Striving for a Better In-plant
Having run in-plants in three states, Catherine Chambers has made a career of improving and advancing the print operations she leads.March 2014 By Erik Cagle
It is not altogether clear whether Catherine Chambers believed in fate when it came to choosing her career as an in-plant manager. As the director of Printing and Mail Services at Virginia Tech sees it, it just “kind of happened.”
But make no mistake about it, Chambers loves what she does.
In the tight-knit circle of college and university in-plant managers, Chambers and her husband, Ray, are as close to celebrities as this space offers. As a tandem, they developed a consulting business, the Chambers Management Group (CMG), that has provided guidance to more than 100 college, university and non-profit in-plants. Any in-plant director who has bothered to step outside his/her shop to tap some sort of association knowledge base is undoubtedly familiar with the dynamic duo.
Catherine Chambers’ career path took off in 1986, when she was manager of the secretarial pool (which she changed to “word processing center”) at Sewanee University of the South in Sewanee, Tenn. The center, which reported to Printing Services, provided support for all faculty on campus. During this time, she helped set up the school’s first computer network, and taught virtually every staff member how to use their computers, along with programs such as Word and Excel. (Many attendees of the 1995 Association of College and University Printers conference recall seeing the Internet for the first time when Chambers offered a demo on her laptop.)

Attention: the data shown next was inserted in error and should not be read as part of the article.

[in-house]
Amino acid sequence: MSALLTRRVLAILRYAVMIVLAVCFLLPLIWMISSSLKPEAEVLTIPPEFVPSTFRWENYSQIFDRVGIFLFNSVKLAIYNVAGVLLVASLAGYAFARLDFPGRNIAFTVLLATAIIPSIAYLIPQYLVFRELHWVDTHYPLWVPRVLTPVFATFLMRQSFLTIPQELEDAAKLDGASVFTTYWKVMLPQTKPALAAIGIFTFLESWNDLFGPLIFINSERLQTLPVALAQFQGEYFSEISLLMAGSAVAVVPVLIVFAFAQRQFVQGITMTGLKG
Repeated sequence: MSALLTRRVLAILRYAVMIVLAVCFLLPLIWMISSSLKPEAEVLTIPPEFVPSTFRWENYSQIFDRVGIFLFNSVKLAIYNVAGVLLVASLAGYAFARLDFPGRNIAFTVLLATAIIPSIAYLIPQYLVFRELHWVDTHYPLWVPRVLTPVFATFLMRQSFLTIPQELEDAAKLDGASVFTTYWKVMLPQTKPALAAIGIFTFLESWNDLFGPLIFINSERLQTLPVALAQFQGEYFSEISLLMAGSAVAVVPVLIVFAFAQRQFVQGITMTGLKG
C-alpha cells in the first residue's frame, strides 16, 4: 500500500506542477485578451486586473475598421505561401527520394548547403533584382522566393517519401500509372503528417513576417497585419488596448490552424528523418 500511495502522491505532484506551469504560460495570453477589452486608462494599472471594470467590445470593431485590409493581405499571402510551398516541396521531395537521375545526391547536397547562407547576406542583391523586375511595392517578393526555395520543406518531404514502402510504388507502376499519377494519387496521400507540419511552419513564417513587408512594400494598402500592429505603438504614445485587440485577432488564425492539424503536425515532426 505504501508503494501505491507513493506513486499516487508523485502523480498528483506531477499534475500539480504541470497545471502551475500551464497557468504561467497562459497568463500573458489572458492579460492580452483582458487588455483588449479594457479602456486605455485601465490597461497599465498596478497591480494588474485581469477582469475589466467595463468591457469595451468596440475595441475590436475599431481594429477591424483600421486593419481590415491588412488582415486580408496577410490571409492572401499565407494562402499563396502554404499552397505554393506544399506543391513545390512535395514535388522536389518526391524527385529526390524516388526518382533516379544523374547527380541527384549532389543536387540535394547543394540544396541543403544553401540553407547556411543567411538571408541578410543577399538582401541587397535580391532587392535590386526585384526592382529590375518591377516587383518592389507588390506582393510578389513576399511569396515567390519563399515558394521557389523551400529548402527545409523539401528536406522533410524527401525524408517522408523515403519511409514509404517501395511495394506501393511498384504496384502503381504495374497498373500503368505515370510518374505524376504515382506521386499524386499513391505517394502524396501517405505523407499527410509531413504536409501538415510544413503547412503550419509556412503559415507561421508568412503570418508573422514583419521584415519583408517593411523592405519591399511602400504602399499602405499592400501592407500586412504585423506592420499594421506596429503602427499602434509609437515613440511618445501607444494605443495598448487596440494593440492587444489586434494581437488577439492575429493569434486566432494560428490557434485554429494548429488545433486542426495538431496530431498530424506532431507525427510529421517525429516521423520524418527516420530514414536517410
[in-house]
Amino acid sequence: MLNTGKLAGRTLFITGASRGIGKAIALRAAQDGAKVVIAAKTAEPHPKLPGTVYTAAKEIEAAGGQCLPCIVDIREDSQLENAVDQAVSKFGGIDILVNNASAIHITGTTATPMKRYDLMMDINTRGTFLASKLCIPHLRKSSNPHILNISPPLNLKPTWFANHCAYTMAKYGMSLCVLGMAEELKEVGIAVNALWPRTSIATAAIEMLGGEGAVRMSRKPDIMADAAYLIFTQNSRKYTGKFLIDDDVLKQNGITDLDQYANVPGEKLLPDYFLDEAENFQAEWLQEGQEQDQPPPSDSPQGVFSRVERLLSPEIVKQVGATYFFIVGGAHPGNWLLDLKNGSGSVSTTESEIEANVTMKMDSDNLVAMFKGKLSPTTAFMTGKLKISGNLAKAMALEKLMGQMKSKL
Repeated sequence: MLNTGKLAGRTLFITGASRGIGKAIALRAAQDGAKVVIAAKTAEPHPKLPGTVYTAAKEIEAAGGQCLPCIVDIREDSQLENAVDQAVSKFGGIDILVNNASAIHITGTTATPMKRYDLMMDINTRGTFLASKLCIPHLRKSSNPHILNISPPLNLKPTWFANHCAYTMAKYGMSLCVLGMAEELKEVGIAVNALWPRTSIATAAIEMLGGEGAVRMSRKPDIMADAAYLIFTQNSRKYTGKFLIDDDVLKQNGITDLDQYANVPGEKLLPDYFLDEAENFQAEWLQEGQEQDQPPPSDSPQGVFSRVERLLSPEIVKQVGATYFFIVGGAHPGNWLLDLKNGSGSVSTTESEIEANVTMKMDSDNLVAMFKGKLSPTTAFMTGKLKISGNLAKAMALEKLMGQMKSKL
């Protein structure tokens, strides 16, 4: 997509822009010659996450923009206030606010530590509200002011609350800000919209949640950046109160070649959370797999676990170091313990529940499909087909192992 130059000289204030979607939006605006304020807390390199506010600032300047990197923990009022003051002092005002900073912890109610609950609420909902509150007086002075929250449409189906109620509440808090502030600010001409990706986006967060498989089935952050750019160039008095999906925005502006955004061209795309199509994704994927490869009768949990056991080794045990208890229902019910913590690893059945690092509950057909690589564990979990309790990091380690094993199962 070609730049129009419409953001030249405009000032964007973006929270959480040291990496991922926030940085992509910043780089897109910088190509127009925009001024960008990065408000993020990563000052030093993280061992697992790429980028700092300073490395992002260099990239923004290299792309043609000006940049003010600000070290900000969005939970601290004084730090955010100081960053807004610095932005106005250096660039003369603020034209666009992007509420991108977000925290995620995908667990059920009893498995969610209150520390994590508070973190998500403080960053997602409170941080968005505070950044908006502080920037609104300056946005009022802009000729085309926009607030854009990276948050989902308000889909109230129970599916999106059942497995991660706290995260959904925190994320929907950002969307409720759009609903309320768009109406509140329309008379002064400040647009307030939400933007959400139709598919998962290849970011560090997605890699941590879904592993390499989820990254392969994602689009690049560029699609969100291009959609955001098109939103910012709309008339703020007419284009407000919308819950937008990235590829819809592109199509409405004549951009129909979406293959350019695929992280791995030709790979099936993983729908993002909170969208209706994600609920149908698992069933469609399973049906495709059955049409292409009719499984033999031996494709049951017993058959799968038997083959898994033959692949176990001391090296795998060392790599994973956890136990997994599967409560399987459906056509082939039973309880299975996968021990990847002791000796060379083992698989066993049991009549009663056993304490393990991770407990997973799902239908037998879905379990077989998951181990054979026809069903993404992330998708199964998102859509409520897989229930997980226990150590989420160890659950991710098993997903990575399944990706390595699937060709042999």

Chambers later took the helm of Printing Services, which she operated in conjunction with the word processing system. Along the way, she also took control of the student post office and mailing on campus. Chambers remained on board at University of the South until 1997.
It was during her term there that she met Ray Chambers at an IPMA conference in Florida. Watching a session on team building and management, she saw one of his employees conducting a “trust walk” where people walk together in line—hand to shoulder—while blindfolded. Chambers was intrigued and wanted to learn more.
“The session was being taught by one of Ray’s employees,” she observed. “The University of Louisville printing facility (where Ray was then vice president of IT) was moving toward team-based management with the Joiner Model. I was interested and wanted to learn more about it.”